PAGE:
Climate change has in recent years become much more than its scientific description. Matters of climate change and related environmental concerns are too important and too urgent to be left to climate science alone (Steiner & Nauser, Hornborg, Linnér, Lövbrand). While natural science offers us a key source of knowledge into these matters, there is growing understanding that ecological precarity is more than a set of objective facts and scientific predictions; social and cultural imaginaries (people’s perceptions) also actively shape the matters of climate change and the environment (Yusoff and Gabrys, 2011).
As outlined by Mike Hulme climate change is today a resourceful idea and imagination which can be moulded and mobilized to fulfil a bewildering array of political, social and psychological functions. As an idea climate change thus works as a powerful cultural and political space where competing understandings and embodied experiences of environmental problems, relations, places and responsibilities take form, stabilize, are contested and made anew.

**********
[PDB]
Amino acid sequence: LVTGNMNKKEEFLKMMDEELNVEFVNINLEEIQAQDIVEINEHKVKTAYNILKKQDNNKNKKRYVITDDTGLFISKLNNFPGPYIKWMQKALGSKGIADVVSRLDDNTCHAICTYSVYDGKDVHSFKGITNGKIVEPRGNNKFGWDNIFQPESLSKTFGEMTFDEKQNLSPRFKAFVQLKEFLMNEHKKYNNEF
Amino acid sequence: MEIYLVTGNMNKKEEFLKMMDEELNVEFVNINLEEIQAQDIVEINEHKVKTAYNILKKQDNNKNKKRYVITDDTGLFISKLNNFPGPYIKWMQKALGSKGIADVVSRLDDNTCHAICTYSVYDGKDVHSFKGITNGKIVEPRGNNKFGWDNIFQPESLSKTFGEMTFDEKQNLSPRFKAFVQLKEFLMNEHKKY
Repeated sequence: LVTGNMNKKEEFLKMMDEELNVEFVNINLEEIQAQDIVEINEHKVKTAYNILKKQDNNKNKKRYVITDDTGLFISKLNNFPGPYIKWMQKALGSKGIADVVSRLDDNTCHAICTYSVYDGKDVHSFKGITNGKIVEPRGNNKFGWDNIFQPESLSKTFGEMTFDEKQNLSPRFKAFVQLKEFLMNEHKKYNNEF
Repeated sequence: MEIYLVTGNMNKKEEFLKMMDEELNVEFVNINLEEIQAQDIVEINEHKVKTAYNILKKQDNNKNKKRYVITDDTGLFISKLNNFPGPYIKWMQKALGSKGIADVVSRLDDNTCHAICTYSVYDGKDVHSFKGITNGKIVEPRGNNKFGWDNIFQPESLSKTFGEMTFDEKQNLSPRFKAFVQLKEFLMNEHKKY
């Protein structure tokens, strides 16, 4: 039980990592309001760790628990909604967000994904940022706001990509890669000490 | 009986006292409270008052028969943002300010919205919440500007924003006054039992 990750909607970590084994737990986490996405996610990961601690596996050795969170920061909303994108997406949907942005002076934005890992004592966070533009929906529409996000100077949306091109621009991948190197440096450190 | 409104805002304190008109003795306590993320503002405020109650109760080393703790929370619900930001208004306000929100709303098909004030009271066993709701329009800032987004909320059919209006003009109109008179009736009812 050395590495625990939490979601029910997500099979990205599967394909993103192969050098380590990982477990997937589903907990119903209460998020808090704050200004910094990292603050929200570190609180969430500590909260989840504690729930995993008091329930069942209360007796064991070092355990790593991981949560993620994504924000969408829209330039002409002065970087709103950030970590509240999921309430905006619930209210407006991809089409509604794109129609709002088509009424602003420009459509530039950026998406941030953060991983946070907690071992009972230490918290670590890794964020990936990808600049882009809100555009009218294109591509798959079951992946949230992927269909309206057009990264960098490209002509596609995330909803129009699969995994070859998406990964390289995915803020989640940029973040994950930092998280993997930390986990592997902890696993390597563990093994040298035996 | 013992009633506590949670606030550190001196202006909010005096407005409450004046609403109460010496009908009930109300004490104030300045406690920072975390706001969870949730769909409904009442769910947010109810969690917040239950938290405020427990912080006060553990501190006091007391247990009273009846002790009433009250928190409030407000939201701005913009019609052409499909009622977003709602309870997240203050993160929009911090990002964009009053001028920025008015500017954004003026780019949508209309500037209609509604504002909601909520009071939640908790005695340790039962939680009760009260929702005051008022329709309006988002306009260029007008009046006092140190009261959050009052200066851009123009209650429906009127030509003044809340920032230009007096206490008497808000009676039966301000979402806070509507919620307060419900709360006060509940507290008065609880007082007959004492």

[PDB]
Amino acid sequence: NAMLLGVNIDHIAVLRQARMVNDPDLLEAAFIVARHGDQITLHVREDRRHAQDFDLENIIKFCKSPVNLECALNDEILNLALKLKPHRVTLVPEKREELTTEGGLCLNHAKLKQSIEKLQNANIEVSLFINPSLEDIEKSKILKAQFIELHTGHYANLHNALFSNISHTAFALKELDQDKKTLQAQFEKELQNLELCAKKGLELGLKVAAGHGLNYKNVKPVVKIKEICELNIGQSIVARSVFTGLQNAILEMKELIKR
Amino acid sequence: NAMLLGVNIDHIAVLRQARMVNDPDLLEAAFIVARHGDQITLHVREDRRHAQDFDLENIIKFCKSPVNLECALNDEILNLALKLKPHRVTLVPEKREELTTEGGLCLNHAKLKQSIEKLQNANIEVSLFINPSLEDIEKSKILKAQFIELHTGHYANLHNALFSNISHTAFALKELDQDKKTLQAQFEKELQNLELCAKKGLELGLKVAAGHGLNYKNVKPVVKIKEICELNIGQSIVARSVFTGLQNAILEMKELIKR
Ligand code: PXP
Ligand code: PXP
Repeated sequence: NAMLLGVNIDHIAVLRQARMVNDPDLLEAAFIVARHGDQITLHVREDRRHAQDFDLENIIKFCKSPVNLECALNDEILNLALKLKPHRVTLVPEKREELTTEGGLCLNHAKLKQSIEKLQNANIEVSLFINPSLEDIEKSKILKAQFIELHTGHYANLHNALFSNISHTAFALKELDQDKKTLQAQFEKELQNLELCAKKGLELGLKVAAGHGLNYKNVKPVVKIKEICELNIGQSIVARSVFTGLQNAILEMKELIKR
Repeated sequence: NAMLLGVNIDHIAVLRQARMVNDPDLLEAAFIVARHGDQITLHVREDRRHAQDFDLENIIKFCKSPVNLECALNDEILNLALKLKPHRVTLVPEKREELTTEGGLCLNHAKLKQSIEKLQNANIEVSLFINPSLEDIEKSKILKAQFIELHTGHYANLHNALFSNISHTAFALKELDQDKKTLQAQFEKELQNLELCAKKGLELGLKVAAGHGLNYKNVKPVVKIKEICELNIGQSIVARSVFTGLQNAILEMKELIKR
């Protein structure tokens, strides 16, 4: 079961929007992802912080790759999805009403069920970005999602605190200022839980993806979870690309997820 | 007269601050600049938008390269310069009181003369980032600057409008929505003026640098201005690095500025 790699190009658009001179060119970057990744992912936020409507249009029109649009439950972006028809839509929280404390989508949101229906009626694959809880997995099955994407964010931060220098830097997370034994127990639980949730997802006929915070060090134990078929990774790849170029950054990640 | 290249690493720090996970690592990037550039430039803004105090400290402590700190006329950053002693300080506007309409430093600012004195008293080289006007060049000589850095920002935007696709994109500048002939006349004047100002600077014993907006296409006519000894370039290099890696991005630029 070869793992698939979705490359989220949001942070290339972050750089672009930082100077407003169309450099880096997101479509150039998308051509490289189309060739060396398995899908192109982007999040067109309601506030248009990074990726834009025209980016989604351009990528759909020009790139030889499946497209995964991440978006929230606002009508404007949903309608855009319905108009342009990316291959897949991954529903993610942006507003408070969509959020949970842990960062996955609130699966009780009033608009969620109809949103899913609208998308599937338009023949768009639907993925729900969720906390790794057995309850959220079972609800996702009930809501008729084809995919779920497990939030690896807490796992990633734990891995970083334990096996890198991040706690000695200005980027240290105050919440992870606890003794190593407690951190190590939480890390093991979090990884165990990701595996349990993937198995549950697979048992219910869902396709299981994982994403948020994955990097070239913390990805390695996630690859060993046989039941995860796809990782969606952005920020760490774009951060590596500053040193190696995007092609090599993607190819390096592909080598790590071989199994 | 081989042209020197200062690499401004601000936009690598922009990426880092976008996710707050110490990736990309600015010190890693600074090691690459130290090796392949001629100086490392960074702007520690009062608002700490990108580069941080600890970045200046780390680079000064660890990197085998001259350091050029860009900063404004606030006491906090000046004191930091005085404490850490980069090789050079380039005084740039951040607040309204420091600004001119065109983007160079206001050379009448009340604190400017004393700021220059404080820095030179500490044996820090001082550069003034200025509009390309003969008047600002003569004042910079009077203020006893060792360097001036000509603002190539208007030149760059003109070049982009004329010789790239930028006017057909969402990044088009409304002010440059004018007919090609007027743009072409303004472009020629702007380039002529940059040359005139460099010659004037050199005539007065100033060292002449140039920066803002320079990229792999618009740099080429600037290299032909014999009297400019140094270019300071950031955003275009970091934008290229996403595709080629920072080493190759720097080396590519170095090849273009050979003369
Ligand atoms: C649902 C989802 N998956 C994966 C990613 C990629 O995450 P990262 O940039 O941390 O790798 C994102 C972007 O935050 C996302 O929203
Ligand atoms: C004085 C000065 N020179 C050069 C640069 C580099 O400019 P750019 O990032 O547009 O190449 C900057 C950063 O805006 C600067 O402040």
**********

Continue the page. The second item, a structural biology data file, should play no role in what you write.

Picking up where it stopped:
In this research theme we trace social and cultural articulations of our changing climate across the worlds of science, policy, activism, artistic practice and every-day life. While engagements with climate change and its related weather events differ in terms of the knowledge they seek to create, the agents involved and the methods and practices through which they are undertaken, they all rely on forms of narrative: of telling compelling stories about the nature of contemporary environmental struggles and the means by which they can be mitigated, adapted to, or lived with.